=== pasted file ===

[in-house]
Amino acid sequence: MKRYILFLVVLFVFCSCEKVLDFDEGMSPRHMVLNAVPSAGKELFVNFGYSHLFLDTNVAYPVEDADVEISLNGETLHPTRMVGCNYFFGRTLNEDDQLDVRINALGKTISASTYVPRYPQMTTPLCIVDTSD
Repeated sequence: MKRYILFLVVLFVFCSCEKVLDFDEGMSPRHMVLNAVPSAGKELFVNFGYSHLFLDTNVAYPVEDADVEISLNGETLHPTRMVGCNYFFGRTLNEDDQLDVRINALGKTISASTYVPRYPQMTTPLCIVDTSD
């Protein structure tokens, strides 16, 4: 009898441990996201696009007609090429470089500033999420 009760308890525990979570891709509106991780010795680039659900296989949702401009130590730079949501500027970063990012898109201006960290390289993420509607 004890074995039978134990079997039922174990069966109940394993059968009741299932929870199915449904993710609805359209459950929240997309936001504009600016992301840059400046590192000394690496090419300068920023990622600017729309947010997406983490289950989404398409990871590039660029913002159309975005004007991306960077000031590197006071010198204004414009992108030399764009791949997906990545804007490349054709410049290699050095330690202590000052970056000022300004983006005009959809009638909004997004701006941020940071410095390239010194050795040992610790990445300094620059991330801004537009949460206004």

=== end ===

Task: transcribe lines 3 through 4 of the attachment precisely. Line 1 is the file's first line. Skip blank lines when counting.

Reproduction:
Repeated sequence: MKRYILFLVVLFVFCSCEKVLDFDEGMSPRHMVLNAVPSAGKELFVNFGYSHLFLDTNVAYPVEDADVEISLNGETLHPTRMVGCNYFFGRTLNEDDQLDVRINALGKTISASTYVPRYPQMTTPLCIVDTSD
């Protein structure tokens, strides 16, 4: 009898441990996201696009007609090429470089500033999420 009760308890525990979570891709509106991780010795680039659900296989949702401009130590730079949501500027970063990012898109201006960290390289993420509607 004890074995039978134990079997039922174990069966109940394993059968009741299932929870199915449904993710609805359209459950929240997309936001504009600016992301840059400046590192000394690496090419300068920023990622600017729309947010997406983490289950989404398409990871590039660029913002159309975005004007991306960077000031590197006071010198204004414009992108030399764009791949997906990545804007490349054709410049290699050095330690202590000052970056000022300004983006005009959809009638909004997004701006941020940071410095390239010194050795040992610790990445300094620059991330801004537009949460206004």